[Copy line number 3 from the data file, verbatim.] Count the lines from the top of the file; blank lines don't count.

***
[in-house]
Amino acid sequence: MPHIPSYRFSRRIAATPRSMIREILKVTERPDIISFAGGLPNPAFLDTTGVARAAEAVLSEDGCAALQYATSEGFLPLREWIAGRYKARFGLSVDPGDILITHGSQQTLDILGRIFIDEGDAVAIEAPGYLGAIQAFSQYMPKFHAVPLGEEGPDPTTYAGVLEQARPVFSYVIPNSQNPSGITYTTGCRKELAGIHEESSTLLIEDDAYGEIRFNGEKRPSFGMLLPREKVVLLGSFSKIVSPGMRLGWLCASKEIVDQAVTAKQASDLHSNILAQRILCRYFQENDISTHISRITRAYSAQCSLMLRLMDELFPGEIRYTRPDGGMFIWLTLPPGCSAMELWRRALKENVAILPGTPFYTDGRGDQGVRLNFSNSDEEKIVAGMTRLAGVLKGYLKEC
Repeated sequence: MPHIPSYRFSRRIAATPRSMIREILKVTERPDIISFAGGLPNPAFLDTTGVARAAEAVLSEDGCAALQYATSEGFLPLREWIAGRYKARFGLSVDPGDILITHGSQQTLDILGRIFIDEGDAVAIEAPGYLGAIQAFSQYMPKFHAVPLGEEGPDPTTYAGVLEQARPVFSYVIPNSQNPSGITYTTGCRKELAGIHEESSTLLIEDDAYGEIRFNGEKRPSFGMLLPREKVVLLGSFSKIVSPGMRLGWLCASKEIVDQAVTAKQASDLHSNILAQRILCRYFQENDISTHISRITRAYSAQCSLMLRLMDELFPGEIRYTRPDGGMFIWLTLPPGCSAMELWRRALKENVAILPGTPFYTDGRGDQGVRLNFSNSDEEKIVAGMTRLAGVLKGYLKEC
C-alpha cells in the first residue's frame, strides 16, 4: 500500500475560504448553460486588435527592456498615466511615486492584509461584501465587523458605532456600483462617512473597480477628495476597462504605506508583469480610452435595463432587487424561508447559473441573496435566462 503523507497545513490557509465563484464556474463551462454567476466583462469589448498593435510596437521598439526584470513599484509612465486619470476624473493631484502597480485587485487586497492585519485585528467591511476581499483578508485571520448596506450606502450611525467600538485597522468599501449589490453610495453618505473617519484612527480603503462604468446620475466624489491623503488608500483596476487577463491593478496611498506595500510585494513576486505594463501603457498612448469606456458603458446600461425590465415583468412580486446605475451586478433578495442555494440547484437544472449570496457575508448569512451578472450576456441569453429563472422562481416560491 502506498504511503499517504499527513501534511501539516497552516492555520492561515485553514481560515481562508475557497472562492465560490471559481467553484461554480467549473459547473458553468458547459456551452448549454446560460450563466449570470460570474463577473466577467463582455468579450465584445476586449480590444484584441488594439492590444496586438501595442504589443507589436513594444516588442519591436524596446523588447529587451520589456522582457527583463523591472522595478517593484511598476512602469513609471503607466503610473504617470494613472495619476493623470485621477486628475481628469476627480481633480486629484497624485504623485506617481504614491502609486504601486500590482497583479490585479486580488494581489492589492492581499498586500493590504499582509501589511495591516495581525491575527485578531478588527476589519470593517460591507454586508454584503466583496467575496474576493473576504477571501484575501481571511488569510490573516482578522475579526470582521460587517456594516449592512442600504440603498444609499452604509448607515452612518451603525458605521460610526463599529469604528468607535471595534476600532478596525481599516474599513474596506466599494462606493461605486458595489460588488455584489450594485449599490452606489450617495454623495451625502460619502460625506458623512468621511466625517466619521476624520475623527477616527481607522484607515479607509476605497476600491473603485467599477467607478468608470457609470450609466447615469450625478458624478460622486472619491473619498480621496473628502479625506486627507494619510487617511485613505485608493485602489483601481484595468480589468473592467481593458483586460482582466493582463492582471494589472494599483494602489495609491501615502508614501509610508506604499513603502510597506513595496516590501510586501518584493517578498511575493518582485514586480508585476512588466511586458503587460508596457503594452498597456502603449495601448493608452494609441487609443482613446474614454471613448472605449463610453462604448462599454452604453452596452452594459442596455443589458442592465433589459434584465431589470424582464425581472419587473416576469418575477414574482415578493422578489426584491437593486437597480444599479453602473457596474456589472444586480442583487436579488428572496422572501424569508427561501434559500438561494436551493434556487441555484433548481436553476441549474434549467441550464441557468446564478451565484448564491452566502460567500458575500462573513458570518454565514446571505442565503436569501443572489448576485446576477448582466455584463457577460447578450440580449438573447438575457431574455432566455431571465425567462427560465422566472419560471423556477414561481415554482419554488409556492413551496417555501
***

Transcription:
Repeated sequence: MPHIPSYRFSRRIAATPRSMIREILKVTERPDIISFAGGLPNPAFLDTTGVARAAEAVLSEDGCAALQYATSEGFLPLREWIAGRYKARFGLSVDPGDILITHGSQQTLDILGRIFIDEGDAVAIEAPGYLGAIQAFSQYMPKFHAVPLGEEGPDPTTYAGVLEQARPVFSYVIPNSQNPSGITYTTGCRKELAGIHEESSTLLIEDDAYGEIRFNGEKRPSFGMLLPREKVVLLGSFSKIVSPGMRLGWLCASKEIVDQAVTAKQASDLHSNILAQRILCRYFQENDISTHISRITRAYSAQCSLMLRLMDELFPGEIRYTRPDGGMFIWLTLPPGCSAMELWRRALKENVAILPGTPFYTDGRGDQGVRLNFSNSDEEKIVAGMTRLAGVLKGYLKEC